The concept of modern globalization, which is based on the neoliberalistic view, suggests the cooperation between economies, where each economy specializes in its comparative advantage and removes trade barriers in order to achieve maximum effectiveness that should contribute to global equally distributed wealth. Simultaneously with the industrialization, the development of industry, capital investment and increased productivity and know how the first barriers to entry were established. However, these were still relatively low s the process of industrialization was still in its early stages. Also increased international trade and increased interdependence took place, due to growing demand for natural resources, such as coal and oil. Hence a shift in the factors of production took place. Before the factors of production were mainly based on human and natural resources, afterwards physical resources in form of industry add on to this. Thus the high degree of sovereignty could not be sustained anymore, and the belief in the mercantilist idea started to erode.
Nearly two decades after they were introduced structural adjustment policies continue to dominate public policy agenda in most African countries. In Tanzania structural adjustment programs dates back to early 980s following a period of sustained deterioration in social and economic conditions. A combination of internal and external factors contributed to systematic decline in manufacturing output and competitiveness. The stage of oligopoly represents the current time of the modern globalization that emerged in the 1980s.
In this time international trade was starting to increase in importance as trade barriers were removed and the opening up of several economies after the fall of the Berlin Wall, are seen as major historical events and as the beginning of the stage of Oligopoly. Through the growing international trade that takes places nowadays resources can be allocated most efficiently and each economy is enabled to specialize on its comparative advantage and so engage in international trade. As a consequence there is a growing interdependence among economies, as these depend on each others imports and exports.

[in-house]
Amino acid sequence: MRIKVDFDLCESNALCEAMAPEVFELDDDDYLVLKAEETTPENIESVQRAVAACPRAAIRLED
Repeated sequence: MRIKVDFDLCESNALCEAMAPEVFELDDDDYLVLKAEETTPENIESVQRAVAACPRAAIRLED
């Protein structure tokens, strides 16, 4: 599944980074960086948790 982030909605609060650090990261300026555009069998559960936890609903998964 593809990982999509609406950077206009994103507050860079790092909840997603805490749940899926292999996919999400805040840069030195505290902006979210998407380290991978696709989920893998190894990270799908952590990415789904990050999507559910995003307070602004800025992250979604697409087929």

One consequence of liberalization is the de facto merger of domestic and international markets into a single market and the necessity for domestic firms to become internationally competitive even in internal markets. The impact of globalisation is the accessibility to domestic firms, of resources that can facilitate enhanced productivity and efficiency necessary for competitiveness. Tanzanian firms and entrepreneurs like their counterparts in other parts of the world, have to strive towards production of higher quality goods and first class services at lower prices.
The overall strategy includes reform of institutional structures and change of cultural norms and practices in economic activities so as to put in motion the process of re-orienting the economy towards an open market system targeting export-orientation. The study provides understanding of the dynamics of structural changes and competitive behaviour. As conceptualized in this study, changes in manufacturing structures are reflected in shifting composition of manufacturing output resulting from changes in demand conditions, trade patterns and technology.
Thus, growth in some industries and stagnation or decline in others gives rise to sustained structural changes. Identifying and measuring the magnitude, pace and direction of structural changes is critical to successful policy intervention. 1. 3. LITERATURE REVIEW 1. 3. 1. Theoretical Literature Review on Market Structures Most of the Economists approach at the market structure with the intention of defining and predicting consumer behavior. It is important to note that market structure does not simply focuses on market share but instead it looks more towards the nature of competition and the pricing techniques used.